As Ben Dances on the Edge of Heresy. Again.

First, I know the idea of me dancing is, for many of you, laughable. Try to put that behind you – I’m being metaphorical. My original title for this entry was “How Paul Screwed up Everything Jesus Said and Did”, but several wise voices (including that still, small one inside) told me to stop and think a little more deeply before starting.

My brother advised me to carefully avoid two certain heresies:  

  • Don’t try to say some scripture is “more inspired” than others, and
  • Don’t fall into the overly common belief that Jesus never claimed that he was God.

I thank all of those voices, and I hope I do them justice with this entry. which is now more accurately about “How the early Church messed up the Gospel, and in doing so, marginalized much of what Jesus said and Did”. Not quite as much the “grabber” as the other, but more accurate.

Still think I’m being harsh?  Let’s take a look at the first section of the Apostles’ Creed:


I believe in God, the Father Almighty,
creator of heaven and earth.
I believe in Jesus Christ, his only Son, our Lord,
who was conceived by the Holy Spirit,
born of the Virgin Mary,

suffered under Pontius Pilate,
was crucified, died, and was buried;
he descended to the dead.
On the third day he rose again;
he ascended into heaven,
is seated at the right hand of the Father,
and will come again to judge the living and the dead.


Notice any gaps there?  What exactly happens between “born of the Virgin Mary” and “suffered under Pontius Pilate”?

The first mention we see of the Apostles’ Creed is 390 AD (shortly after Christianity was proclaimed the state religion of the Roman empire), which means at a very early stage in Church history, the words and actions of Jesus were already of less importance than much of Paul’s writings, who (with some exceptions) spends most of his time developing a crucicentric Christology, ecclesiology, and (let’s not forget) hamartiology.  In layman’s terms (I just heard most of you say “huh?”) Paul’s focus on Jesus is primarily about the cross (Jesus’ death), its function in divine reconciliation (Christ’s death puts us in right relationship with God), how the church should operate (because the early congregations SUCKED at it – and not much has changed in 2,000 years, by the way), and how exactly we should define and “manage” sin in the world and in our lives.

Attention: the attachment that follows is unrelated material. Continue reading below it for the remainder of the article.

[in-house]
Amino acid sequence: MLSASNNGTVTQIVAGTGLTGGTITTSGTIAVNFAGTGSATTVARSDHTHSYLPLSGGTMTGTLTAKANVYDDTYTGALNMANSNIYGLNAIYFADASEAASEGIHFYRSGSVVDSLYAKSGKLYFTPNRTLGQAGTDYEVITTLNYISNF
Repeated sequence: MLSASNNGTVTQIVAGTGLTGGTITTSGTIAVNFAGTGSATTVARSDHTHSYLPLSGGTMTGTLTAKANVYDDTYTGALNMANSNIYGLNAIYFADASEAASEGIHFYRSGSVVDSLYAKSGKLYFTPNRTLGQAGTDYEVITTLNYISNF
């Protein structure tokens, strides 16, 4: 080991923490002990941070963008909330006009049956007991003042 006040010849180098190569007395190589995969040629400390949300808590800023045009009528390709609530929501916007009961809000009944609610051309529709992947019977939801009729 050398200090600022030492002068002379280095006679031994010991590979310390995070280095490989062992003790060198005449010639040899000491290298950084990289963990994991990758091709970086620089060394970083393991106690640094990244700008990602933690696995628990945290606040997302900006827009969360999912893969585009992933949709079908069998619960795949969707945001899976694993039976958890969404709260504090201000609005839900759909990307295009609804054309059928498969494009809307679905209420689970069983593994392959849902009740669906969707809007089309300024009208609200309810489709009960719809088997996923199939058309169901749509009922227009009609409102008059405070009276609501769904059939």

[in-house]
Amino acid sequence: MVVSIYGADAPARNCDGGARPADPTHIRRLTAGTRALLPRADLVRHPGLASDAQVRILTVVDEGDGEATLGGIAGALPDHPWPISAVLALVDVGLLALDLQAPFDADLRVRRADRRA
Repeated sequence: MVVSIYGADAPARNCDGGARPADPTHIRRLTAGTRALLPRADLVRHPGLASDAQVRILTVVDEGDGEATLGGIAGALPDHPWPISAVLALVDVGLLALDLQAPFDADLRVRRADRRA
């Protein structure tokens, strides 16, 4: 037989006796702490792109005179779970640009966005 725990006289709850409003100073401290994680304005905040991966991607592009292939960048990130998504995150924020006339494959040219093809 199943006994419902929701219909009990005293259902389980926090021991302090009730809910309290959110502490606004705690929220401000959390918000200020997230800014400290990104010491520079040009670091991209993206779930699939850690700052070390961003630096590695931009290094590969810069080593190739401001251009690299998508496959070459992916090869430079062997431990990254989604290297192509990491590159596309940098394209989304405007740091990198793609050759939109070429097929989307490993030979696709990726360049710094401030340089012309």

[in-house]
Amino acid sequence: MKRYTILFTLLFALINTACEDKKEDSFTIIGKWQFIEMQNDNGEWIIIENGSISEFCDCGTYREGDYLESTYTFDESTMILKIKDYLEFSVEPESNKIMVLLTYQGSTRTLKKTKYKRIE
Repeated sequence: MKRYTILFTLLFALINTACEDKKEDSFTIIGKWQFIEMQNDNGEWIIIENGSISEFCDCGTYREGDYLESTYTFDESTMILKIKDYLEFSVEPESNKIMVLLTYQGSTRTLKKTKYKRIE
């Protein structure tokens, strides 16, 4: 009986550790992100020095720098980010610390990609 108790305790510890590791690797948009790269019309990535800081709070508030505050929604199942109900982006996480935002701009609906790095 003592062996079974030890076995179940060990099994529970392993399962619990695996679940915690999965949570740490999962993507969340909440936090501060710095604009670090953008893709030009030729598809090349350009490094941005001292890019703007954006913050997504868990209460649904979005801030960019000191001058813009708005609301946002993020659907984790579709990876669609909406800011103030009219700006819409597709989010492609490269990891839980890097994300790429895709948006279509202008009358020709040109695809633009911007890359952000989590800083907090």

As theologian N.T. Wright puts it in his book “How God Became King: The Forgotten Story of the Gospels,” he suggests that for centuries the church has been “misdirected” by failing to pay attention to the “middle bits” that the creed leaves out.

I’m not a theologian nor an historian, so I won’t try to speculate as to why, when the canon of scripture was “complete”, the church’s focus seemed to be nearly everyplace except on the words and actions of Jesus himself.  It’s just a hunch, but I suspect it has something to do with power and control (oops, I speculated).  Still, if we accept Paul’s assertion that Jesus was God incarnate (and the very definition of Christianity demands that we do), then doesn’t it follow that our best example of the “Christian life” is in Christ himself?

Oddly enough, even with our apparent general disinterest in “The Gospels” as they pertain to being “Christlike”, the Church is still rife with language like “sharing the gospel” while living lives that look very unlike the life Jesus lived.  Frankly, I’m surprised I missed it for so many years, and I remain surprised at the resistance when I try to suggest to my well-meaning Christian friends that we move from a “gospel” primarily about “saving souls” and “getting to heaven” toward a Christian worldview that is more about blessing the world with the blessings we ourselves have received.

In fourth grade, our church takes that age group through a “Walk Through the Bible” activity and they receive their first Bibles from the church.  I started writing this entry the afternoon after my son’s first class of “walking”, and that’s been a year ago or more. That’s how difficult I have found it to challenge so much of my Christian upbringing. In the end, however, I think we make it so much more complicated than necessary. It’s really easy enough to explain to a fourth grader.  The overall “story” of the Bible (which is how I believe we can best read and understand the Bible) is five-fold.  Rather than try to repackage what has already been nicely done by our pastoral and Christian ed staff, I’ll just direct you to the church’s webpage if you want the full picture.  In short:

5partstory

And yeah, I really think it’s that easy, whether you’re a third-grader or an octagenarian:  If the Spirit has led us to God and we bear the label of “Christian”, our daily task is to follow the way of God’s love.  And where do we look to best see what the “way of God’s love” looks most like on earth?  If you said, “Jesus”, we’re on the same page.

2 Comments

  1. This is very,very thought-provoking. I have had exactly such ideas myself. I tend towards Antinomianism and being a contrarian, which doesn’t help. I need to read this through a few times now that I found it. Although I completely disagree with her premise, I found Elaine Pagels’ ‘The Gnostic Gospels’ a fascinating read and it intersects tangentially with what you have said here.

    Liked by 1 person

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